4. The Law is the Law: Understanding statutory rules and obligations, most of which are implemented at the insistence of engineers in the first place, is an essential qualification for any project management partner.
  5. Resources, who you know not what you know: Patent agents, local authorities, planning officials, building control engineers, chartered surveyors, funding experts and many other specialists such as design engineers, equipment specialists, warehouse experts, geo-technical engineers, consulting engineers, environmental engineers and other professionals have to be expertly guided on to the exact project tasks to avoid hours of case study work and tens of thousands of pounds trying to recruit the specialist required. If you don’t know this then find someone who does.
  6. Expect the unexpected and plan for it; How? Budget! 50% for a novice, 25% of a new build where you are going to handle some aspects (because you will change your mind), 15% for managed works and 5% if this is the 50th identical time you have done it. I have never been involved in an industrial project where the ten killers were neutralised first time or fully understood by the people for whom the instructions were being carried out. Projects led by non-technical managers or who lack the team skills face shortfalls and learning curves which produce unbudgeted costs. Seek out and detect the project killers. The above 10 are an abridged version of a list ten times longer, so make provision for them.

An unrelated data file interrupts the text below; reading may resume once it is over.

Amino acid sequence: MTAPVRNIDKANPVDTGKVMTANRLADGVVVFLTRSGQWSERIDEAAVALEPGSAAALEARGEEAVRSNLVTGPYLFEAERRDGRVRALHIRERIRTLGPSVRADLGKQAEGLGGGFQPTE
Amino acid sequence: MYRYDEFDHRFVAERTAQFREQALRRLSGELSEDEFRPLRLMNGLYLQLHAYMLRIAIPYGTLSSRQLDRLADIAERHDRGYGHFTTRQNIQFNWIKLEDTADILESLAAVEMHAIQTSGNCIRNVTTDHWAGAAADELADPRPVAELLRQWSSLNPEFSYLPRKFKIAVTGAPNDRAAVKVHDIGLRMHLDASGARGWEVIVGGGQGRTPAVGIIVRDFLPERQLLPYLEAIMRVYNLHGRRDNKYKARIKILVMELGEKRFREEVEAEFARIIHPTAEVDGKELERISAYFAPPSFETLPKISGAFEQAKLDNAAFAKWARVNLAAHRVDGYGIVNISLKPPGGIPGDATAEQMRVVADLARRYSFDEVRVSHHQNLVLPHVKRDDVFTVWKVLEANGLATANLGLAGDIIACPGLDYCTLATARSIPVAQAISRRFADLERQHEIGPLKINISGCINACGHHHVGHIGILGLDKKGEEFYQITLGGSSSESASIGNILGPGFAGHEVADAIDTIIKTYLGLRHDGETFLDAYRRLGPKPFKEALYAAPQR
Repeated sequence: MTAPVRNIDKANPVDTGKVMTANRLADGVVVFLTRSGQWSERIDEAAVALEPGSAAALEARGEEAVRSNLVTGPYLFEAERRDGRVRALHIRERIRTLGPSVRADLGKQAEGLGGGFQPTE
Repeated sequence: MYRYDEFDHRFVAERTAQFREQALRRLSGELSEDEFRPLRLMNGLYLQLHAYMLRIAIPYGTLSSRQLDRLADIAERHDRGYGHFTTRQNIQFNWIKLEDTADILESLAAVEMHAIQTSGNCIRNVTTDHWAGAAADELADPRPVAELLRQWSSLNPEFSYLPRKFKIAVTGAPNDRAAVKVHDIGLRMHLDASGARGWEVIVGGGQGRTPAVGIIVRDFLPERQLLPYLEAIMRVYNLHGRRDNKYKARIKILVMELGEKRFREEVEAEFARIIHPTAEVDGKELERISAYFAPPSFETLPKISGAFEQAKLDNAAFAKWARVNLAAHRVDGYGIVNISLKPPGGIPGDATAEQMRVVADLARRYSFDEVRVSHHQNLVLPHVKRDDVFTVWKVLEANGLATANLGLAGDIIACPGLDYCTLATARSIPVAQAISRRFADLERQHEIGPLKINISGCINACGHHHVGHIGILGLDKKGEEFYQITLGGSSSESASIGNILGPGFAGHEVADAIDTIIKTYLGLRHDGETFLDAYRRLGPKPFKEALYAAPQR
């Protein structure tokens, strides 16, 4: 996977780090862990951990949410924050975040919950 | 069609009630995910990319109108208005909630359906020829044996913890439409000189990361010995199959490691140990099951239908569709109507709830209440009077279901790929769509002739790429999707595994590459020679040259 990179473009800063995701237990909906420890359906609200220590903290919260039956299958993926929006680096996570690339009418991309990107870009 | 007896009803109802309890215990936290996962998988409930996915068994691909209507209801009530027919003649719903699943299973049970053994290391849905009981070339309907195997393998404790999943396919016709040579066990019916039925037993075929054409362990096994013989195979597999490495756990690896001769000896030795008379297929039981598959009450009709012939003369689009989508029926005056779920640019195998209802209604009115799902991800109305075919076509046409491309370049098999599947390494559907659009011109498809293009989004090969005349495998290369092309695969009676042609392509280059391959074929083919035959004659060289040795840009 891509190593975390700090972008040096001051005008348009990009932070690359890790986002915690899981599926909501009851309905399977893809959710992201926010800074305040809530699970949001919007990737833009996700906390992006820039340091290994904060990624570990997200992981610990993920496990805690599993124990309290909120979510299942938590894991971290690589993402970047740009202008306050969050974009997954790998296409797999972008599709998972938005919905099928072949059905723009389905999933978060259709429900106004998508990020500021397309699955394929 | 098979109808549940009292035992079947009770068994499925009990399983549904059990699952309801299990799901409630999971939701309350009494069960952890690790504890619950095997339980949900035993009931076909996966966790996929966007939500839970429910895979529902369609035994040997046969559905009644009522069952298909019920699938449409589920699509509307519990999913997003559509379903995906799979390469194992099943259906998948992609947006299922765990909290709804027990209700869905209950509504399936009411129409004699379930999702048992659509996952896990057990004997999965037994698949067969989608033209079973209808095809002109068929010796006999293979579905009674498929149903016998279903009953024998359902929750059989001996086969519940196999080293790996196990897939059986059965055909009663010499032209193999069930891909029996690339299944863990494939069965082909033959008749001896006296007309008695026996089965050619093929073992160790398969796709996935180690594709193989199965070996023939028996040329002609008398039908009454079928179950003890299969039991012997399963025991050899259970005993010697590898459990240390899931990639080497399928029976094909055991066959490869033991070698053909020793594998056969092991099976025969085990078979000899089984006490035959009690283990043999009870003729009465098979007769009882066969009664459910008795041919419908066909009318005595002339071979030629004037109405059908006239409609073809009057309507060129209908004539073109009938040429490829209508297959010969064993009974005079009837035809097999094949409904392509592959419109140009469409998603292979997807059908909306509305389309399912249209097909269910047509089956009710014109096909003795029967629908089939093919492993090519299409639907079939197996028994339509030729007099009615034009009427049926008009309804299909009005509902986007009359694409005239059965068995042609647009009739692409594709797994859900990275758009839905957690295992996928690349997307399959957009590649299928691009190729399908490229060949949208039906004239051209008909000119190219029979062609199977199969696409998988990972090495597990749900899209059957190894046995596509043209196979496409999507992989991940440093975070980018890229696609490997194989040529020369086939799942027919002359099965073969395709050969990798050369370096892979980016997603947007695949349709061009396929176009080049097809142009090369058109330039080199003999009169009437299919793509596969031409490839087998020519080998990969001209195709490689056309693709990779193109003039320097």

7. Time: Cannot be retrospectively purchased at any price, so avoid liquidated damages, penalty clauses and setting silly deadlines, spend a long time planning and a short time building – never the other way round, unless you have a magic delete button that puts money back into your bank account after the wrong goods turn up on site!
  8. Qualifications – By experience or by academic achievement. Avoid learning curves, they always carry a price tag.